NOVA:TIAN, a priest of the Roman church in the 3d c., and the of a sect called after his name. The place and time of his birth are not known with certainty. Novatian had been a stoic philosopher, but after his arrival in Rome was converted to Christianity, and being seized with sudden illness while still a catechumen, received what was called clinical baptism, that is, baptism administered on a sick-bed, and with out the solemn ceremonial. Such baptism was, in ordinary circumstances, an impedi ment to holy orders. Notwithstanding this irregular baptism, Noyatian was promoted to orders by Fabian the Roman bishop; and soon afterwards showed his weakness by flying during a persecution. At this time a controversy arose about the manner of deal ing with the lapsed; that is; those who fell away in persecution. Novatian at first inclined to the milder side, but on the election of Cornelius to the Roman bishopric to which Novatian had aspired. and on Cornelius taking the indulgent course toward the lapsed, Novatian, together with Novatus and some other discontented priests of Car thage, opposed his authority, and eventually Novatian was chosen by a small party, and actually ordained bishop, in opposition to Cornelius. The party who espoused his cause was called by his name. They were confined mainly, in the first instance to Rome and to Carthage, where a kindred conflict had arisen. They held that in the grievous crime of idolatry through fear of persecution, the church had no power to absolve the penitent: and therefore, although it does not appear that they excluded such sinners from all hope of heaven, yet they denied the lawfulness of re-admitting them to the communion of the church. This doctrine they extended at a later period to all grievous sins, of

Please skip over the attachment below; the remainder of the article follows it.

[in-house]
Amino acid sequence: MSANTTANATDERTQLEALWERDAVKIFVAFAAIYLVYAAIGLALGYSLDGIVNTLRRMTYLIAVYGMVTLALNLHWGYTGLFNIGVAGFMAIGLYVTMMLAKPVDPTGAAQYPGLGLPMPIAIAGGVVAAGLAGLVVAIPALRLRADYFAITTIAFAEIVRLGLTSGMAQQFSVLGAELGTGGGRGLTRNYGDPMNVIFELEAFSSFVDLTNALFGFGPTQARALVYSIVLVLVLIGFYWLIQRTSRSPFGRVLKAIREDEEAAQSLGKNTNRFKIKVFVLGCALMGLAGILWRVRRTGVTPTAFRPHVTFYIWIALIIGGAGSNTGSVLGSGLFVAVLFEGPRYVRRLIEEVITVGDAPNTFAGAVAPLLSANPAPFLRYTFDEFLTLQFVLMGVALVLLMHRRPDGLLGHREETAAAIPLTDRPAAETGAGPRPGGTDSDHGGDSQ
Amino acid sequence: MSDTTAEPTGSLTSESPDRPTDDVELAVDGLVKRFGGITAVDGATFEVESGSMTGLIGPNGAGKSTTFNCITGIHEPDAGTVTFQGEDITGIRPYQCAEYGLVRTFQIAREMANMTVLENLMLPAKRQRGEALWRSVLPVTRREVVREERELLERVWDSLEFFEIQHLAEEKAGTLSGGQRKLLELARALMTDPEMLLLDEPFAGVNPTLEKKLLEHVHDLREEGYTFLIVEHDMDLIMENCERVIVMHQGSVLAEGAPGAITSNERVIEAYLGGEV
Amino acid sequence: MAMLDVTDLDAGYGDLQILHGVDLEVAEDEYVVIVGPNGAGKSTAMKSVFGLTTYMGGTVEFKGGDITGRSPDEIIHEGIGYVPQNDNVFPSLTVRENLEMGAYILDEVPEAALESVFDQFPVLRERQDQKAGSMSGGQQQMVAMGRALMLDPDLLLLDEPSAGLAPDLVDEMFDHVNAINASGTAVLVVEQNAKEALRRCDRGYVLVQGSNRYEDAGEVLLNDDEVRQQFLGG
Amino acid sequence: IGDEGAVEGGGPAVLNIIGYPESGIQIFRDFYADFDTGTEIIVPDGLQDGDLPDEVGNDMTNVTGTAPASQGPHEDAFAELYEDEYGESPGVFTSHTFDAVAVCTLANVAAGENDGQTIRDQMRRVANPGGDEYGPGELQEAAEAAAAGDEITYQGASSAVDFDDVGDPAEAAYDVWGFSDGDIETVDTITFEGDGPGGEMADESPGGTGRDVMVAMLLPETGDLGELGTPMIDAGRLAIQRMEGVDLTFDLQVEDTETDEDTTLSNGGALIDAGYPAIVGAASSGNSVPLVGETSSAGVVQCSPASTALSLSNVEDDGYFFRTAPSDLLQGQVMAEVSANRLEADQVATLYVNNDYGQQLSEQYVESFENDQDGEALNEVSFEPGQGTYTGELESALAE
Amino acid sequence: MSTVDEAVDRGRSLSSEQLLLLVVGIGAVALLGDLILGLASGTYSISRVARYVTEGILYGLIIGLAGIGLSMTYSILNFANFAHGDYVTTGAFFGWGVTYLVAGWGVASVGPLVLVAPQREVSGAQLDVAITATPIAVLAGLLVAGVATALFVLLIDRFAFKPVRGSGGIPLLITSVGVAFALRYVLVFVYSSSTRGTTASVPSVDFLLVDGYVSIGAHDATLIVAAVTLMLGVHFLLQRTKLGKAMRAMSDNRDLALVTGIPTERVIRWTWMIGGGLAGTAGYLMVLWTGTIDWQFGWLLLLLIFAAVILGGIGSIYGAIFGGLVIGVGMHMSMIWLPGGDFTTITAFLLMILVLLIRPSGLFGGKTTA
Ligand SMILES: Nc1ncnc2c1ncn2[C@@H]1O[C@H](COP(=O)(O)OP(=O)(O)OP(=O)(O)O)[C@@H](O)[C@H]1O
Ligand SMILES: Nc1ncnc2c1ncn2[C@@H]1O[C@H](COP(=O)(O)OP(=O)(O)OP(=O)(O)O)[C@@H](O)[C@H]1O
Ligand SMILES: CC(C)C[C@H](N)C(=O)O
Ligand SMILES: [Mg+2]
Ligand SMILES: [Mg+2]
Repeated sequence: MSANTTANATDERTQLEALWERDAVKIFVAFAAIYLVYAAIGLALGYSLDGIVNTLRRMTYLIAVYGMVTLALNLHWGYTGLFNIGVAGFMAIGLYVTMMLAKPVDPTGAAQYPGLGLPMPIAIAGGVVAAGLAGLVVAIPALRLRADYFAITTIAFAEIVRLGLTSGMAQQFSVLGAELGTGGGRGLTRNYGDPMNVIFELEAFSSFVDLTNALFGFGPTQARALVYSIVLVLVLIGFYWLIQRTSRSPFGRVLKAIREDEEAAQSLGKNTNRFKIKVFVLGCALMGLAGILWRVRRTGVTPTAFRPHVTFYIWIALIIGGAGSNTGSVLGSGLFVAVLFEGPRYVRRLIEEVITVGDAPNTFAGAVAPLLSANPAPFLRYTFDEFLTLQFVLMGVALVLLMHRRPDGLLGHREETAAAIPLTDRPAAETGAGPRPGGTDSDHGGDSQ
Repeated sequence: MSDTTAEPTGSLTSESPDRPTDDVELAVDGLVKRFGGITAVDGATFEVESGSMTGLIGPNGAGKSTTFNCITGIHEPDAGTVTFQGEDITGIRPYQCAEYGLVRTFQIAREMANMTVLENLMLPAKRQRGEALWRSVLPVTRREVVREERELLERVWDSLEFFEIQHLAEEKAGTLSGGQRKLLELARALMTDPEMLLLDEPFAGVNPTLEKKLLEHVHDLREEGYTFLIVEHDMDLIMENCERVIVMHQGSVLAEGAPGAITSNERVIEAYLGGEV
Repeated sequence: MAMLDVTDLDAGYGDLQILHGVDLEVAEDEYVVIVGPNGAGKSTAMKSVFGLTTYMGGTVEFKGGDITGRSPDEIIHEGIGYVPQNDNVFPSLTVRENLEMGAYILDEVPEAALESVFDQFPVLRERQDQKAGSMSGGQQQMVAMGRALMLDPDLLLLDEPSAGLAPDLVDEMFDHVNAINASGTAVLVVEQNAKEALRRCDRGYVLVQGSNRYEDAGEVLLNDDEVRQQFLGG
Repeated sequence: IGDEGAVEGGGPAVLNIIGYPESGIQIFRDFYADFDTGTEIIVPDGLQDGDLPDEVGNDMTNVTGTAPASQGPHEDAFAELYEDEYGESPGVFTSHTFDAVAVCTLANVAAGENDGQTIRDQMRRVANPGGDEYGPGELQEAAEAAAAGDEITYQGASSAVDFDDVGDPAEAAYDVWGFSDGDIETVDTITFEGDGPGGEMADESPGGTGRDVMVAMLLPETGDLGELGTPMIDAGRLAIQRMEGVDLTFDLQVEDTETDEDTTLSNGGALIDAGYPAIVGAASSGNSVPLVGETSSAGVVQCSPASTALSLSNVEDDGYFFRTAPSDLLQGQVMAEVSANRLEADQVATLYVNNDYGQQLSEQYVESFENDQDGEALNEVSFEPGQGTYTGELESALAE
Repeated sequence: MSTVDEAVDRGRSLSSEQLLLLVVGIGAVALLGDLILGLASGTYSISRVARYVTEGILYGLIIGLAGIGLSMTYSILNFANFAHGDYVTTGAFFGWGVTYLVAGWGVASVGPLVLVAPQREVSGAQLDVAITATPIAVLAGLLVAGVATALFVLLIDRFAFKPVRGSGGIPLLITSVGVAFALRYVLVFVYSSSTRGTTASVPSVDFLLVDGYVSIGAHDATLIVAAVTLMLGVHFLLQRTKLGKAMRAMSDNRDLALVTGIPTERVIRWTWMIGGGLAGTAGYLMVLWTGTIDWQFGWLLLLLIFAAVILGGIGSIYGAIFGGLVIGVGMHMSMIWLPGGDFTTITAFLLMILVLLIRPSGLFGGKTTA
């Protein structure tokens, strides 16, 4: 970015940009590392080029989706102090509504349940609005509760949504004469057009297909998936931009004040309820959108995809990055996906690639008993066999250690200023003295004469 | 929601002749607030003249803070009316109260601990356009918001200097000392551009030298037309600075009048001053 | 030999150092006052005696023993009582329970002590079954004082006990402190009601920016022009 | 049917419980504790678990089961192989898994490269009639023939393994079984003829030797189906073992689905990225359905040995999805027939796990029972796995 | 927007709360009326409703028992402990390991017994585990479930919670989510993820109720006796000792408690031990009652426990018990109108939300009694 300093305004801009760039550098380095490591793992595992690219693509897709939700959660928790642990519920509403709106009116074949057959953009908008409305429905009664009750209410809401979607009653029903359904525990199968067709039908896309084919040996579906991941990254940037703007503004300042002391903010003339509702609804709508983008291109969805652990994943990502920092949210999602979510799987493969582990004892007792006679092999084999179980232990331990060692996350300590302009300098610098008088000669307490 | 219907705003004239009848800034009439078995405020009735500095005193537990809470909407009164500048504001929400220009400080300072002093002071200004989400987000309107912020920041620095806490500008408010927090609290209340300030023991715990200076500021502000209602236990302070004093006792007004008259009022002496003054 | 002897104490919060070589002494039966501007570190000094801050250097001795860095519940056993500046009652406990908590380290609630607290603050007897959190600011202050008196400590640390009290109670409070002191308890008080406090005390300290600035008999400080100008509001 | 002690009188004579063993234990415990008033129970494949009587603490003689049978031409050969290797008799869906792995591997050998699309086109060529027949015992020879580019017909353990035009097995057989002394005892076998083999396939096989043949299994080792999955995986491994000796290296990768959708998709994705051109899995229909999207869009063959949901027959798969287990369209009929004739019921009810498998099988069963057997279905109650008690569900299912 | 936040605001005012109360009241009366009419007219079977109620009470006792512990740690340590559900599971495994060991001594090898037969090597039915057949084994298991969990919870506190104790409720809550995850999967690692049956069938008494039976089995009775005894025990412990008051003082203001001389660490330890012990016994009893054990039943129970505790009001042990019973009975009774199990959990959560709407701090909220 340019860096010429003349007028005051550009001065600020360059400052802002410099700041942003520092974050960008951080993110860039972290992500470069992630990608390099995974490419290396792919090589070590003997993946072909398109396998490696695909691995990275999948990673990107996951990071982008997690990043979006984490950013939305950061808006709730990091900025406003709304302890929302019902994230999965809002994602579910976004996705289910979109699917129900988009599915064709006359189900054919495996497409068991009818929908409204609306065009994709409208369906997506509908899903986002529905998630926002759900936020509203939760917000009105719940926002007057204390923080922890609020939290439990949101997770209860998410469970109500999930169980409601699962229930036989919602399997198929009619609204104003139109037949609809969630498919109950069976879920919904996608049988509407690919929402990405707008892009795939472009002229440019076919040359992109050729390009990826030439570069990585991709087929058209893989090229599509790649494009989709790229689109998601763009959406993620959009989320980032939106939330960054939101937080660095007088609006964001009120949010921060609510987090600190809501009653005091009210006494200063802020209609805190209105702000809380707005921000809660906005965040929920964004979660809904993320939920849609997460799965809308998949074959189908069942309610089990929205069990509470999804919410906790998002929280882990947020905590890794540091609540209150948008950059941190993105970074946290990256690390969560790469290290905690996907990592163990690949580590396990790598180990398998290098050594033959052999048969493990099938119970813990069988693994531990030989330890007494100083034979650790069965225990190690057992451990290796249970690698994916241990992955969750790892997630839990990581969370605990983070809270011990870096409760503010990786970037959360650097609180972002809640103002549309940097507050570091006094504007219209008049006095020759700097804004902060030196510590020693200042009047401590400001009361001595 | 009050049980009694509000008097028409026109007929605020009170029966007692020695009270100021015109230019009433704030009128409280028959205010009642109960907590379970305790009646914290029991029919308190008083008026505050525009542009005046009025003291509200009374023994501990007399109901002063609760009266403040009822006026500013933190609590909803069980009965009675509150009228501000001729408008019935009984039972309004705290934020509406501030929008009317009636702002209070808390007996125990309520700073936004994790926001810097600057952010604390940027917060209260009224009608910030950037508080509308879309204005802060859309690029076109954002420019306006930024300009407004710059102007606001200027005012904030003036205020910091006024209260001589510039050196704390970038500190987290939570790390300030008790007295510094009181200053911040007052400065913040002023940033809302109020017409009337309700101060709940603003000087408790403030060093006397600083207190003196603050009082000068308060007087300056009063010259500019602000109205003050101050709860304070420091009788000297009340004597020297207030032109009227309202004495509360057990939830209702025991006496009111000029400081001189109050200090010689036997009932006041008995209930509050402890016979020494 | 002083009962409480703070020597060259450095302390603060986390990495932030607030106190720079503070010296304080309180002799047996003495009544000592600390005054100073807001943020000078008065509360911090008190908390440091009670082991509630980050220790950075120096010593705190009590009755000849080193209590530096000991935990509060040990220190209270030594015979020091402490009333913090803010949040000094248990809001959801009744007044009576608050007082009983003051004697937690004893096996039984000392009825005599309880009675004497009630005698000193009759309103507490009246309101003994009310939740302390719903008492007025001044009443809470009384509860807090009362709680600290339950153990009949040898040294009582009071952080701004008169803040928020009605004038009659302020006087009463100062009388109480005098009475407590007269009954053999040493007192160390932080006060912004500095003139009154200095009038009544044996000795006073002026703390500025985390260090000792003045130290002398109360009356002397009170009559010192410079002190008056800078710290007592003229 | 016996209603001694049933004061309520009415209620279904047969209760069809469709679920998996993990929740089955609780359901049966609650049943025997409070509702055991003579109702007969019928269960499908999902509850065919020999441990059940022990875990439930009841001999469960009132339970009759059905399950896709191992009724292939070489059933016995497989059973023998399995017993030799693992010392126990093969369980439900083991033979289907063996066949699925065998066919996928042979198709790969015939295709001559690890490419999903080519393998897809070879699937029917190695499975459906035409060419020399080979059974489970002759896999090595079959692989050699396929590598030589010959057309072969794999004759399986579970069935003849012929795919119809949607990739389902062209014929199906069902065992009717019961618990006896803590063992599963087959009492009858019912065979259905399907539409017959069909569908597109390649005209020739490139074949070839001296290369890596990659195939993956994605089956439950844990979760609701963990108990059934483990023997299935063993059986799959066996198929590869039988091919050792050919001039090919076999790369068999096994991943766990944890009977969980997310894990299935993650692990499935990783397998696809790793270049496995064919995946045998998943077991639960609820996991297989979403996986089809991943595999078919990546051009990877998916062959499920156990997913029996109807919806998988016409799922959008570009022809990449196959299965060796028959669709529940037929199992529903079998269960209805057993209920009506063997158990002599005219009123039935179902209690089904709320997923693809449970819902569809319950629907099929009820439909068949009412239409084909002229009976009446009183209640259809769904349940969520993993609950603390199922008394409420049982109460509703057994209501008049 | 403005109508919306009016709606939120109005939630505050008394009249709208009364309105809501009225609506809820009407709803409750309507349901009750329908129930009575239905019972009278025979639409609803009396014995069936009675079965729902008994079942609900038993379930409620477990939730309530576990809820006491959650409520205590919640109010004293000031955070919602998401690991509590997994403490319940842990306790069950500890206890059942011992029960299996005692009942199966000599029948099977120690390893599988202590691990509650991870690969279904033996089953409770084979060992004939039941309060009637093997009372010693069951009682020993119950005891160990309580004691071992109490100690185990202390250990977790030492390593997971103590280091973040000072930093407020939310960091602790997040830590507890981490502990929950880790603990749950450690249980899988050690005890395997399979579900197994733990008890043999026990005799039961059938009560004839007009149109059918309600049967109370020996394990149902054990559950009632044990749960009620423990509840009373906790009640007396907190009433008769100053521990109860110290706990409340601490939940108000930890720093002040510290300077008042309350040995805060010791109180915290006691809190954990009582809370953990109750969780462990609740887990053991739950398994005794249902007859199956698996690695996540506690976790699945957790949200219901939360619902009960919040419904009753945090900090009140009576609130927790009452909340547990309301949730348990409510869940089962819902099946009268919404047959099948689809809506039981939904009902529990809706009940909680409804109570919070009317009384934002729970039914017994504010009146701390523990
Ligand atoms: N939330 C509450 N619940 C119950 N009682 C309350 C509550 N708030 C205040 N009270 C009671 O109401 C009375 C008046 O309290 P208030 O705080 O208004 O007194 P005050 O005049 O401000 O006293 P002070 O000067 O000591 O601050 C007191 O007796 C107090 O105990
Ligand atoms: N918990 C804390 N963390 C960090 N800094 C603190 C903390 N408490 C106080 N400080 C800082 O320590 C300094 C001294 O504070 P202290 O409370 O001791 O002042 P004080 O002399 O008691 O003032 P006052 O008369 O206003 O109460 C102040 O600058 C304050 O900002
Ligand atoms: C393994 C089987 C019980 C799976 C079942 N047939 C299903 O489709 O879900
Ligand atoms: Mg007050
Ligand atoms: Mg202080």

whatever character. Novatian may thus be regarded as the first antipope. The churches throughout Italy, Africa, and the East adhered to Cornelius; but the Nova 'flan party set up bishops and established churches not only at Carthage, but at Constan tinople, Alexandria, Nicomedia, Phrygin, Gaul, Spain, and elsewhere. They claimed for themselves a character of especial purity, and assumed the appellation of Cathari (Puritans). The time and manner of the death of Novatian is uncertain. According to Socrates (Hist. Ece. iv. 28; v. 21; vii. 5, 12, 25), he died it martyr in the persecution of Valerian, but this is improbable. He was a man of considerable learning, and the work recently discovered in one of the monasteries of mount Athos, and published by Mr. Miller at Oxford in 1851, under the title of Origenis Philosophuneria, is by some ascribed to him. His sect survived long after his death. An unsuccessful effort was made in the council of Nice to re-unite them to the church; and traces of them are still discov erable in the end of the gth century._ ..